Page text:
We often confuse the inability to do, with the inability to see. And all that it would take for us to get back into our routine, or even find a more exciting and challenging one is to simply understand that with some blindness training, many doors can open up with the promise of opportunity. Training centers do not create Santa Claus’s. But they can help Santa figure out how he can do his job as a respectable blind person non-visually. As I recall, the play ended with Santa making the decision to keep the toy factories open and to stay in the Job as Santa Claus, and arriving at the North Pole to continue his yearly duties, with some new blindness skills and alternatives. It was a true happy ending. But the people in Ruston tell a different story. They say that he didn’t go back to the North Pole right away. “Oh, he had some trouble with the training,” they said. At first, he was always lifting those sleep shades. They said he would use the excuse of being overheated to lift them and peek during every class. He didn’t like travel very much, they said: “Oh, Santa, Santa, you would see him just hiding when it was time for travel class,” But what surprised me the most was when they told me: “the first time Santa stepped into the wood shop and heard those live blades running, he almost fainted.”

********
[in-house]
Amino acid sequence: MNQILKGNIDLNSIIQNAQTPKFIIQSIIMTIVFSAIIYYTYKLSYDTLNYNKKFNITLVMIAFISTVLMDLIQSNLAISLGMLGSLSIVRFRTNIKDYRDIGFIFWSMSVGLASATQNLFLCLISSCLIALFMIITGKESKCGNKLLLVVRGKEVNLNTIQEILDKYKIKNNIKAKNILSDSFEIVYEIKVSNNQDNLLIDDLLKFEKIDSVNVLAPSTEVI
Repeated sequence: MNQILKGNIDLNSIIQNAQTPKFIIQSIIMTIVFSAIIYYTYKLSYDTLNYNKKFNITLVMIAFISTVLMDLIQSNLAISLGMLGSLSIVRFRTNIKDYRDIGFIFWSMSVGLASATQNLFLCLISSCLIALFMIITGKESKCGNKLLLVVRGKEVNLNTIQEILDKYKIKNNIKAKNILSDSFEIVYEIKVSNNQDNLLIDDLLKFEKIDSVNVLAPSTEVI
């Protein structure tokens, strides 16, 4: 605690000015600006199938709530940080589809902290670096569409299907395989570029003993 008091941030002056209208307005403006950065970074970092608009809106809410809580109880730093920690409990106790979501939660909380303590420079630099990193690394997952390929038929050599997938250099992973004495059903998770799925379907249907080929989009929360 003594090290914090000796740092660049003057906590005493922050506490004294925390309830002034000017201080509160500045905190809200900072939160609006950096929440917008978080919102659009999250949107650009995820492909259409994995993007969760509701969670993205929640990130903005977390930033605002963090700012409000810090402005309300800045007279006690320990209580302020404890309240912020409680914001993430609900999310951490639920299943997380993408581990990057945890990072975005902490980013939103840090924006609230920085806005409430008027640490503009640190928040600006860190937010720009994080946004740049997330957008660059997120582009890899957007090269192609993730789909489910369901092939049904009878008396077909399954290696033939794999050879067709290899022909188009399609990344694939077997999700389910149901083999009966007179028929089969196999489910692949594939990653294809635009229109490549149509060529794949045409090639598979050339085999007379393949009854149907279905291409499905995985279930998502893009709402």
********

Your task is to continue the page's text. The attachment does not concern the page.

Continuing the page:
One would think that someone who has been working with factory machinery their whole lives would be able to handle an arm saw. As time went by, he settled into the center and became an excellent student. But, after training, he didn’t go back to the North Pole right away. He wanted to try out a new career. He went to work at this Cajun restaurant as a cook in the next town. During training, Santa had discovered that he had let Mrs. Claus do all the cooking their entire marriage, but he actually enjoyed working in the kitchen. “Could you imagine that?” they said, “Santa as a cook in a Cajun restaurant?” I suppose he just felt like he wanted some independence.